In the general population, high-density lipoprotein (HDL) cholesterol efflux capacity (HCEC) relates inversely to incident cardiovascular events. Previous studies have suggested that HCEC is decreased in HIV and that antiretroviral therapy (ART) initiation might improve HCEC.Objective:
To evaluate HCEC in the context of ART initiation and immune activation in HIV.Design and Outcome Measures:
Baseline HCEC from 10 ART-naive HIV-infected males and 12 prospectively matched non-HIV-infected males were analyzed. In the HIV cohort, HCEC 6 months after elvitegravir/cobicistat/emtricitabine/tenofovir disoproxil fumarate (E/C/F/TDF) therapy was evaluated. HCEC served as the primary outcome and was measured by the ability of J774 mouse macrophages to efflux cholesterol. Our ex vivo assay used two cholesterol acceptors [apolipoprotein B (apoB)-depleted sera or purified HDL] and modulation of cellular efflux pathways using a liver X receptor (LXR) agonist.Results:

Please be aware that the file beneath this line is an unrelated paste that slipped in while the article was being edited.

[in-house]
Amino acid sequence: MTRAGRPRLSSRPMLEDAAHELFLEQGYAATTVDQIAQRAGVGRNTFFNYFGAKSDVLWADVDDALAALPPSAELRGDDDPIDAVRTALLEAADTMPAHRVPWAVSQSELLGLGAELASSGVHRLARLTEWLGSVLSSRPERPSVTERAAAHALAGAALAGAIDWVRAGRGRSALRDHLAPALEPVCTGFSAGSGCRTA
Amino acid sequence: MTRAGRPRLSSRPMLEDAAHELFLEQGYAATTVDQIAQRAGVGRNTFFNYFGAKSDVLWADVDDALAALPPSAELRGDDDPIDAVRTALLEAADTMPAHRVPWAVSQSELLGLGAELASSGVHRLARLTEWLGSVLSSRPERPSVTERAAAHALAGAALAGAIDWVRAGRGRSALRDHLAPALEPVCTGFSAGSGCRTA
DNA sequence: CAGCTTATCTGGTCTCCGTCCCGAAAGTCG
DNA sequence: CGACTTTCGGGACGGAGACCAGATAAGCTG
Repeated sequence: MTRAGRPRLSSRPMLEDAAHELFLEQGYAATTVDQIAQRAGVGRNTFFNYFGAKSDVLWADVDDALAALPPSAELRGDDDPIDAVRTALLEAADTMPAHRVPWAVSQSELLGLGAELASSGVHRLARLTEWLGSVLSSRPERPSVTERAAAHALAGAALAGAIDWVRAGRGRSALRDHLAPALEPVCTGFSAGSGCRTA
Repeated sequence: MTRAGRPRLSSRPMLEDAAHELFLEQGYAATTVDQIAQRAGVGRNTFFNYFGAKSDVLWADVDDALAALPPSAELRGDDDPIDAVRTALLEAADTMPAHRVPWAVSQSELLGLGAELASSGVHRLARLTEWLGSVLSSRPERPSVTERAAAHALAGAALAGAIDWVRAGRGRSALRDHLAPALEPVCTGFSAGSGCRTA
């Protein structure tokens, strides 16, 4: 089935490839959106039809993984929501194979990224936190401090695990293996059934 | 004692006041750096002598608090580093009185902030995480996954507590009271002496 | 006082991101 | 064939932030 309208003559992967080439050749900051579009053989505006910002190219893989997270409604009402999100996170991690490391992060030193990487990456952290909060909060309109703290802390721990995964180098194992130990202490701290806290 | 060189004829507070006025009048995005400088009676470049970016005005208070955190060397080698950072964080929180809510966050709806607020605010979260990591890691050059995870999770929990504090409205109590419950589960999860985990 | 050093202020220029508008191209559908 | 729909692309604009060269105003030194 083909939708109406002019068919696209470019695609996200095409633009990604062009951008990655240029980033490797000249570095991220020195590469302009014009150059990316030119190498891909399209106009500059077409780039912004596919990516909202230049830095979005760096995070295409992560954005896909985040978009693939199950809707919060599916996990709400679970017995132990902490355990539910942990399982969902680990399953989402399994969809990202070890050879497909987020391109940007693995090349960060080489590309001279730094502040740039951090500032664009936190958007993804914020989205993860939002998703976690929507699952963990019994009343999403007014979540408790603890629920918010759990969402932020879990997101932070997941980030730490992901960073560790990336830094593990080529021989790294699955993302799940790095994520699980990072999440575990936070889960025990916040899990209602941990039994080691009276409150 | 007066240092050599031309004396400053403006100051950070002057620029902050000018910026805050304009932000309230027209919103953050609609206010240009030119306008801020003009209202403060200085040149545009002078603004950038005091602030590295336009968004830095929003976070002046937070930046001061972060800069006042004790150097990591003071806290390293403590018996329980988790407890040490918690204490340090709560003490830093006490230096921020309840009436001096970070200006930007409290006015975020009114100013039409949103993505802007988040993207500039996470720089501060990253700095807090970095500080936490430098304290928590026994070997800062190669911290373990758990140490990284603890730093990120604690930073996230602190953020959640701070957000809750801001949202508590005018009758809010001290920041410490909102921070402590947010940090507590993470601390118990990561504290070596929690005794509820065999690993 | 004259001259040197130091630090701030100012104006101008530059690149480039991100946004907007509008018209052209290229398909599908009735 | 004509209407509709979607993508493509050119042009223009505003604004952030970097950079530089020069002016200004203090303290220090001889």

The median age was 34 years [interquartile range (IQR), 27 to 51], and baseline HDL was 46 mg/dL (IQR, 38 to 61). HCEC was significantly greater in the non-HIV-infected subjects than in the HIV-infected subjects at baseline. HCEC, assessed using apoB-depleted sera, significantly increased after ART (no LXR agonist, baseline: median, 8.1%; IQR, 7.0% to 11.9%; after ART: median, 12.9%; IQR, 10.4% to 21.1%; P = 0.006; LXR agonist, baseline, 1.3% ± 1.3%; after ART, 2.5% ± 1.0%; P = 0.02), although not to the levels in the non-HIV-infected subjects (no LXR agonist: median, 14.9%; IQR, 11.5% to 19.1%; LXR agonist: 5.8% ± 1.3%). HCEC, assessed using purified HDL, did not significantly increase after ART. The change in HCEC with ART related inversely to the change in the percentage of CD14−CD16+ (nonclassical) monocytes (ρ = −0.74, P = 0.04) and directly to the change in the percentage of CD14+CD16− (classical) monocytes (ρ = 0.72, P = 0.045).Conclusions:
Our data suggest improvement of HCEC with E/C/F/TDF and a relationship between the ART-induced decrease in immune activation and ART-induced improvement in HCEC.